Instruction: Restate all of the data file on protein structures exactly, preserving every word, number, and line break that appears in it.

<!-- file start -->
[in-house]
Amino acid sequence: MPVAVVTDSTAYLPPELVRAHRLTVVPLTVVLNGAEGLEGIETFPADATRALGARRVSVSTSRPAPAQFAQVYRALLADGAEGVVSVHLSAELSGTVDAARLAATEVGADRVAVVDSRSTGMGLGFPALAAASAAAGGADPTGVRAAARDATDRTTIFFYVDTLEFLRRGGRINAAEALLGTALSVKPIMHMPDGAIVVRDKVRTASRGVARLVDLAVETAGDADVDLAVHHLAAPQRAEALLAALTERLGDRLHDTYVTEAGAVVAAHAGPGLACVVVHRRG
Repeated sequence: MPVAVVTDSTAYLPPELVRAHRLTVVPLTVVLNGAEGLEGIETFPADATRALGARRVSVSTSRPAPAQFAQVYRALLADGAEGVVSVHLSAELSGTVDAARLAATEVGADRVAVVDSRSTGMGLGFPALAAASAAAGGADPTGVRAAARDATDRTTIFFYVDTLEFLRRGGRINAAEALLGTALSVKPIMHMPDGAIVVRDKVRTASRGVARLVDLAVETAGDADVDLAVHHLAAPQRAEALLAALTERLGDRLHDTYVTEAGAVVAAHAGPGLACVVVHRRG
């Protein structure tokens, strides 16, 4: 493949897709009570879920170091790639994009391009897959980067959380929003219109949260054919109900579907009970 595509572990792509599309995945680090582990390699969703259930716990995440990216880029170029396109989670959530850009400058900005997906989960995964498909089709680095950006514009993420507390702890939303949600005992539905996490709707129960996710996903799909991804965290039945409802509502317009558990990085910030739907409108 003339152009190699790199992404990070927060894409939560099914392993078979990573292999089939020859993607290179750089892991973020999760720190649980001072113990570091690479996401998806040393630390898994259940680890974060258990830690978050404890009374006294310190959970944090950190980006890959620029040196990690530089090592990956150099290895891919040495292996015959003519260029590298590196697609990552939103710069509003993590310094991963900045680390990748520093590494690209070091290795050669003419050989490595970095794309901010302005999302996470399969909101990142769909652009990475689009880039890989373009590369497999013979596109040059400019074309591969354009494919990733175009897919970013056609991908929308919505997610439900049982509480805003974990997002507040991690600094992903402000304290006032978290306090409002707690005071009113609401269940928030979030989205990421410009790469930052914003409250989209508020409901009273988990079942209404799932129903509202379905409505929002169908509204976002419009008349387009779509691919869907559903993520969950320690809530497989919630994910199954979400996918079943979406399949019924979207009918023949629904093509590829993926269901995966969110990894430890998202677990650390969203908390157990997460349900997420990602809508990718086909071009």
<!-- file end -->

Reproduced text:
[in-house]
Amino acid sequence: MPVAVVTDSTAYLPPELVRAHRLTVVPLTVVLNGAEGLEGIETFPADATRALGARRVSVSTSRPAPAQFAQVYRALLADGAEGVVSVHLSAELSGTVDAARLAATEVGADRVAVVDSRSTGMGLGFPALAAASAAAGGADPTGVRAAARDATDRTTIFFYVDTLEFLRRGGRINAAEALLGTALSVKPIMHMPDGAIVVRDKVRTASRGVARLVDLAVETAGDADVDLAVHHLAAPQRAEALLAALTERLGDRLHDTYVTEAGAVVAAHAGPGLACVVVHRRG
Repeated sequence: MPVAVVTDSTAYLPPELVRAHRLTVVPLTVVLNGAEGLEGIETFPADATRALGARRVSVSTSRPAPAQFAQVYRALLADGAEGVVSVHLSAELSGTVDAARLAATEVGADRVAVVDSRSTGMGLGFPALAAASAAAGGADPTGVRAAARDATDRTTIFFYVDTLEFLRRGGRINAAEALLGTALSVKPIMHMPDGAIVVRDKVRTASRGVARLVDLAVETAGDADVDLAVHHLAAPQRAEALLAALTERLGDRLHDTYVTEAGAVVAAHAGPGLACVVVHRRG
């Protein structure tokens, strides 16, 4: 493949897709009570879920170091790639994009391009897959980067959380929003219109949260054919109900579907009970 595509572990792509599309995945680090582990390699969703259930716990995440990216880029170029396109989670959530850009400058900005997906989960995964498909089709680095950006514009993420507390702890939303949600005992539905996490709707129960996710996903799909991804965290039945409802509502317009558990990085910030739907409108 003339152009190699790199992404990070927060894409939560099914392993078979990573292999089939020859993607290179750089892991973020999760720190649980001072113990570091690479996401998806040393630390898994259940680890974060258990830690978050404890009374006294310190959970944090950190980006890959620029040196990690530089090592990956150099290895891919040495292996015959003519260029590298590196697609990552939103710069509003993590310094991963900045680390990748520093590494690209070091290795050669003419050989490595970095794309901010302005999302996470399969909101990142769909652009990475689009880039890989373009590369497999013979596109040059400019074309591969354009494919990733175009897919970013056609991908929308919505997610439900049982509480805003974990997002507040991690600094992903402000304290006032978290306090409002707690005071009113609401269940928030979030989205990421410009790469930052914003409250989209508020409901009273988990079942209404799932129903509202379905409505929002169908509204976002419009008349387009779509691919869907559903993520969950320690809530497989919630994910199954979400996918079943979406399949019924979207009918023949629904093509590829993926269901995966969110990894430890998202677990650390969203908390157990997460349900997420990602809508990718086909071009």